Thursday, June 16, 2011

Total Lunar Eclipse June 2011 not visible in US

From start to finish, people under the United States skies will not be able to watch how the earth’s shadow blocks the moon on Wednesday.

People from Canada are also not permitted by the weather to watch the central total lunar eclipse. The eclipse will be visible from eastern Africa, central Asia, the Middle East and Western Australia.

“This month's full moon will start moving into the central Dark part of the Earth's shadow, known as the Umbra, which is relatively rare,” states in

For people from the U.S., they can only be able to witness a total lunar eclipse on April 15, 2014.  The most recent last total lunar eclipse visible from the U.S. happened last December 21, 2010.

According to National Aeronautics and Space Administration, the upcoming total eclipse on December 10 this year will be best seen in Asia and Australia. It will be visible to only some parts of the US such as Hawaii and the Pacific Northwest.

The entire eclipse on Wednesday will last a little over 5 1/2 hours. Lunar eclipses are safe to watch with the naked eyes.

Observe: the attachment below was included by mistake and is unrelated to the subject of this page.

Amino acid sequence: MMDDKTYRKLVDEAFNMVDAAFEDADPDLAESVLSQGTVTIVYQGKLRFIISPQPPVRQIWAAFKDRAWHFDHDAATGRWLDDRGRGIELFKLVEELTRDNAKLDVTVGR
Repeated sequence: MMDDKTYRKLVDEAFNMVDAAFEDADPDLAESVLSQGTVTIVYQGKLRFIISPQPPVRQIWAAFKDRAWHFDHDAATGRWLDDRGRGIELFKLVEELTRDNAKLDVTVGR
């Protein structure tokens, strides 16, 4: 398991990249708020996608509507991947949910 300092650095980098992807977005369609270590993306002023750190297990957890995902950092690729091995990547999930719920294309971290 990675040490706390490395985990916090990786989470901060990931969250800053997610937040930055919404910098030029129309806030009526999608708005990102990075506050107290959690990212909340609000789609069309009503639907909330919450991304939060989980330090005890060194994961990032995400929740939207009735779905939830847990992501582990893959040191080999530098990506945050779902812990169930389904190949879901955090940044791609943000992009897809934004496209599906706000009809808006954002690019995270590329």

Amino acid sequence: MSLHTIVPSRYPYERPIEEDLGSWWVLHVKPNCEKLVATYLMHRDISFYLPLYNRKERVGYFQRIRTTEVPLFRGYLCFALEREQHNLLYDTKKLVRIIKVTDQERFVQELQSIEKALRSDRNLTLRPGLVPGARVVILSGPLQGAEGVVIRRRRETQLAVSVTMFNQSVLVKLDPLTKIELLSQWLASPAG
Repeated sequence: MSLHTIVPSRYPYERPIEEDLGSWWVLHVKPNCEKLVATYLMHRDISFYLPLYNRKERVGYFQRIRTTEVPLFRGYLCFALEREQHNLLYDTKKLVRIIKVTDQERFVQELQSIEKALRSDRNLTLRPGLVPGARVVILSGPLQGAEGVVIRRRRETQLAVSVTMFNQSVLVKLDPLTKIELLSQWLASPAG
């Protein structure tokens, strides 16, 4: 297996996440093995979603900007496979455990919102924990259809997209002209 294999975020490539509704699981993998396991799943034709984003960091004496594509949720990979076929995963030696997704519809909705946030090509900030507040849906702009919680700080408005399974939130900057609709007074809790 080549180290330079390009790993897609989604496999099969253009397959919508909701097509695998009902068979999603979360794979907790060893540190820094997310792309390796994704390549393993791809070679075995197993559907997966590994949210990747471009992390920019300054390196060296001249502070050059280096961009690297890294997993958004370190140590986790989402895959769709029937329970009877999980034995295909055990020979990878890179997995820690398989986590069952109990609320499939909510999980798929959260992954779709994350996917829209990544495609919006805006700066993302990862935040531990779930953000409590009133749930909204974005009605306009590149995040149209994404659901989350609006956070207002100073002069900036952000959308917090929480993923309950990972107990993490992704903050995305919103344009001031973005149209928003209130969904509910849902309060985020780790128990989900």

People from Europe will miss the first part of the eclipse since it will occur before the moon rises. People in the Eastern Asia and Eastern Australia will not be able to see the final stages which will happen after the moon sets. The moon will be visible to parts of South America but the moon will be entirely shrouded.

The total eclipse phase will be longer than usual because the moon will pass close to the center of the Earth's shadow, informed NASA eclipse expert Fred Espenak at the Goddard Space Flight Center in Maryland.

Reports say that the last lunar eclipse closer to the center of Earth's shadow occurred on July 16, 2000 and it lasted for 107 minutes. On July 27, 2018-six years from now, the next central total lunar eclipse will happen.

Because the eclipse will not be seen from the U.S., Keith Gleason, who runs the Sommers-Bausch Observatory in Boulder, Colo., is disappointed. In December 21, 2010, 1,400 people showed up at his observatory to witness the spectacle that coincided with winter solstice.

People from the U.S. will then wait for 2014 to see the celestial treat.

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